Ernö Dohnányi

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Ernö Dohnányi, composer, pianist, and conductor, was an important transitional figure between the music of the 19th and 20th centuries. A central figure in Hungarian musical life for many decades, Dohnányi resigned his post as director of the Academy of Music in Budapest as a protest against the anti-Jewish legislations of 1941. He ultimately migrated to the USA, where he became professor of music at Florida State University and continued to teach until his death. As a composer, Dohnányi remained unshakably committed to the musical universe of Brahms, whom he had met as a young man. Dohnányi enriched his essentially conservative stylistic predilection with wit, elegance, structural sophistication and a profound understanding of the soul of musical instruments. Dohnányi wrote his “Harp Concertino” in Tallahassee in 1952. Its lush post-Romantic idiom is tinged with more than a few touches of French music of the past. The “Six Pieces for Piano” were written just after Dohnányi left Hungary, never to return. Elegant virtuosity, spicy harmonies, and intimate lyricism remain hallmarks of these rarely heard works. The virtuosic “Sextet in C Major”, composed in Budapest, is Dohnányi’s final chamber composition (not counting two short works for flute written shortly before his death). Throughout the work, a tritone ‘leitmotiv’ clashes with themes of an overtly lyrical nature. Playful, and jazzy rhythms are frequently incorporated into this wildly dramatic and inspired composition.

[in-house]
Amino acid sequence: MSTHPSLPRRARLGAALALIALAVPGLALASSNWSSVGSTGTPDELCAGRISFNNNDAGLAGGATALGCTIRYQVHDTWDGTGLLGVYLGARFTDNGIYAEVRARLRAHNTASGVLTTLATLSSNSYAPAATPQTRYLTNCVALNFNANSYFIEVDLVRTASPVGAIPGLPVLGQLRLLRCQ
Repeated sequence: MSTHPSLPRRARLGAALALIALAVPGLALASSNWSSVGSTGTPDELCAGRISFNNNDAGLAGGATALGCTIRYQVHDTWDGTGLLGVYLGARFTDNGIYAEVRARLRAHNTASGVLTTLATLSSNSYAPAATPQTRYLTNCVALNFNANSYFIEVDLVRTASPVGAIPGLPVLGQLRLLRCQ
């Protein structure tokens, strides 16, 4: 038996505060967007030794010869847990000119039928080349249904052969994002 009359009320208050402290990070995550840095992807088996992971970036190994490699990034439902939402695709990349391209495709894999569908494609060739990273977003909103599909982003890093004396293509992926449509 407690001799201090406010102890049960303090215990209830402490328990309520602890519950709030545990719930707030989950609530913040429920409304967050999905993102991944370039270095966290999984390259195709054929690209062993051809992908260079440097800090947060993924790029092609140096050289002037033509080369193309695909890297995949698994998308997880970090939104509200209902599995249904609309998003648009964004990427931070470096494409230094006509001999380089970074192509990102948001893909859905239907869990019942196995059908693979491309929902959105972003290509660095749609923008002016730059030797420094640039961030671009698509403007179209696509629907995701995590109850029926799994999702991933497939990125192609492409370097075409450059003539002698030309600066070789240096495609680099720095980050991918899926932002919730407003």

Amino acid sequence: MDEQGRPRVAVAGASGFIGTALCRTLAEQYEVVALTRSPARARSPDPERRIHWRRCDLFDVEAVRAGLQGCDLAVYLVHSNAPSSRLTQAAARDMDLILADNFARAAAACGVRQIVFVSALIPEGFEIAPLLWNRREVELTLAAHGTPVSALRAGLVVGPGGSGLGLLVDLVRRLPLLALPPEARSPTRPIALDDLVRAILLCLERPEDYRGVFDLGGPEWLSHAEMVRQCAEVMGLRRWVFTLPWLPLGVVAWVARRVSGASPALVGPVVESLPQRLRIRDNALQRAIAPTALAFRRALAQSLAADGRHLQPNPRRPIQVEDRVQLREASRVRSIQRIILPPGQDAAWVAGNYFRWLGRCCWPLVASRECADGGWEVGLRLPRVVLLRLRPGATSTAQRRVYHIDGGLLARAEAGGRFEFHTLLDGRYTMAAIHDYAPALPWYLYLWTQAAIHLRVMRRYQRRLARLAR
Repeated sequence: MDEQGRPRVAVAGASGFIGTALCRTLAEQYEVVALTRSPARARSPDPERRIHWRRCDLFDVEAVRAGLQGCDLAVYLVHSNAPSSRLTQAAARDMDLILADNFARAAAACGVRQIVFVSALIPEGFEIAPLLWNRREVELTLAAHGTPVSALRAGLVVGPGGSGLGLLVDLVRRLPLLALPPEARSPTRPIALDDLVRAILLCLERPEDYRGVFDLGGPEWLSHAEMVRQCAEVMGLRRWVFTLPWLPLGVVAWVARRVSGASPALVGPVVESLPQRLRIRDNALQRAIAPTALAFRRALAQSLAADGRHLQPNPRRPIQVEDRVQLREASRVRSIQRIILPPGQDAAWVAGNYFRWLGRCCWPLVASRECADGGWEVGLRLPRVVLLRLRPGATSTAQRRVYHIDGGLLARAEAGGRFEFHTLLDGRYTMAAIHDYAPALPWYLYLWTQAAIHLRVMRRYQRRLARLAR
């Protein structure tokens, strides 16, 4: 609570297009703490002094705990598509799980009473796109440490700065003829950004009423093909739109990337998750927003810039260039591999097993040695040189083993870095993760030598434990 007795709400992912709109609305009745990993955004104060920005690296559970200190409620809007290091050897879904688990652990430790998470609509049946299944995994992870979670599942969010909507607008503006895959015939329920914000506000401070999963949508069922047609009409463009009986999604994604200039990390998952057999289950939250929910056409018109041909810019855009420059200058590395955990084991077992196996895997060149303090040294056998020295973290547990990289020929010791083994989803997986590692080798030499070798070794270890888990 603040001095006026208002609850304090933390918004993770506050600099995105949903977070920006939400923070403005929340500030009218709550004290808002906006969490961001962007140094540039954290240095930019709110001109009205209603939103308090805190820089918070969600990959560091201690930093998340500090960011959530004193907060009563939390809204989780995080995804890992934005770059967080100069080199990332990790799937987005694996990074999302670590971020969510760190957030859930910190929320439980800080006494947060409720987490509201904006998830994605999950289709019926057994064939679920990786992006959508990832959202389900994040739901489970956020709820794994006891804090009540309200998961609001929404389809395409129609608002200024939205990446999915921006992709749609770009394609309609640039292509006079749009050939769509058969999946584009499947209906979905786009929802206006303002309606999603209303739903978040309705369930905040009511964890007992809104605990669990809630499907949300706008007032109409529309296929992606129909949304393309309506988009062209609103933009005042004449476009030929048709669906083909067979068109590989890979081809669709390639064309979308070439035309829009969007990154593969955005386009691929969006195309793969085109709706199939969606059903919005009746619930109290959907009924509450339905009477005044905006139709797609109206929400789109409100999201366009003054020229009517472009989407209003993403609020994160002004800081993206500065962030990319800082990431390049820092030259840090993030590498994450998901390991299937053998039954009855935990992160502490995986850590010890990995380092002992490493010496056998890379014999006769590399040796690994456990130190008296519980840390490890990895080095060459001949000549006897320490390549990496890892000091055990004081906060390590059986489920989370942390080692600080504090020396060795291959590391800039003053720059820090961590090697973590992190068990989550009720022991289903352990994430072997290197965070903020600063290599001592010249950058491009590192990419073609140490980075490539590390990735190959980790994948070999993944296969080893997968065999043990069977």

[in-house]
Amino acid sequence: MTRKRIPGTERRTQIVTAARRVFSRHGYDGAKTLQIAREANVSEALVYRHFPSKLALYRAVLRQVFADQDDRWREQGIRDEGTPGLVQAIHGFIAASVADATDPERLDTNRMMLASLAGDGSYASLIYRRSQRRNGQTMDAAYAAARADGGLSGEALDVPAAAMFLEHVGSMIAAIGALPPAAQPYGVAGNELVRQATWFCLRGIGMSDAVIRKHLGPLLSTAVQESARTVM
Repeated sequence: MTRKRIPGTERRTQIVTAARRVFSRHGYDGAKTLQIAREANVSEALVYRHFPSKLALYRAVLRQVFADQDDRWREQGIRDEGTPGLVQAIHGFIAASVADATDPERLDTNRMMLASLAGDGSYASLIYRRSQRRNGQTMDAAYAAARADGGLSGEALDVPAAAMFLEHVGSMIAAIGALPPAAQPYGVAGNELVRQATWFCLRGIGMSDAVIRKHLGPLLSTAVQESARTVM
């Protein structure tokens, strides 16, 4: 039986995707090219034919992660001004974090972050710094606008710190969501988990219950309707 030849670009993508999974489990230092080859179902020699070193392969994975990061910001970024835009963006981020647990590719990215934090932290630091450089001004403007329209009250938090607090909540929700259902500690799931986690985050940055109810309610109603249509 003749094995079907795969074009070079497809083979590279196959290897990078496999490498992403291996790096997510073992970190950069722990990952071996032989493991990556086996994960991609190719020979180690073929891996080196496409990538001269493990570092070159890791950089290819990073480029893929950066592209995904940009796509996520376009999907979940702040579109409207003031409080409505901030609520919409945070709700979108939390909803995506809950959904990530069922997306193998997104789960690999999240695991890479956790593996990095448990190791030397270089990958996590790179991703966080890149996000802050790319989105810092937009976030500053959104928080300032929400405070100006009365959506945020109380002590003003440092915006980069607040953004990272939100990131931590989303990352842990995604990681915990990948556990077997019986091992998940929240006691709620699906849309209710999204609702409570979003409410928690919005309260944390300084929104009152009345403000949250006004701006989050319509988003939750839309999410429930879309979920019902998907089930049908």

Concertino for Harp and Chamber Orchestra, Op. 45 (1952)

Sara Cutler, harp

The American Symphony Orchestra

Leon Botstein, conductor

Six Piano Pieces, Op. 41 (1945)

Todd Crow, piano

Sextet in C Major, Op. 37 (1935)

Erica Kiesewetter, violin

Karen Dreyfus, viola

Eugene Moye, cello

Laura Flax, clarinet

Jeffrey Lang, horn

Diane Walsh, piano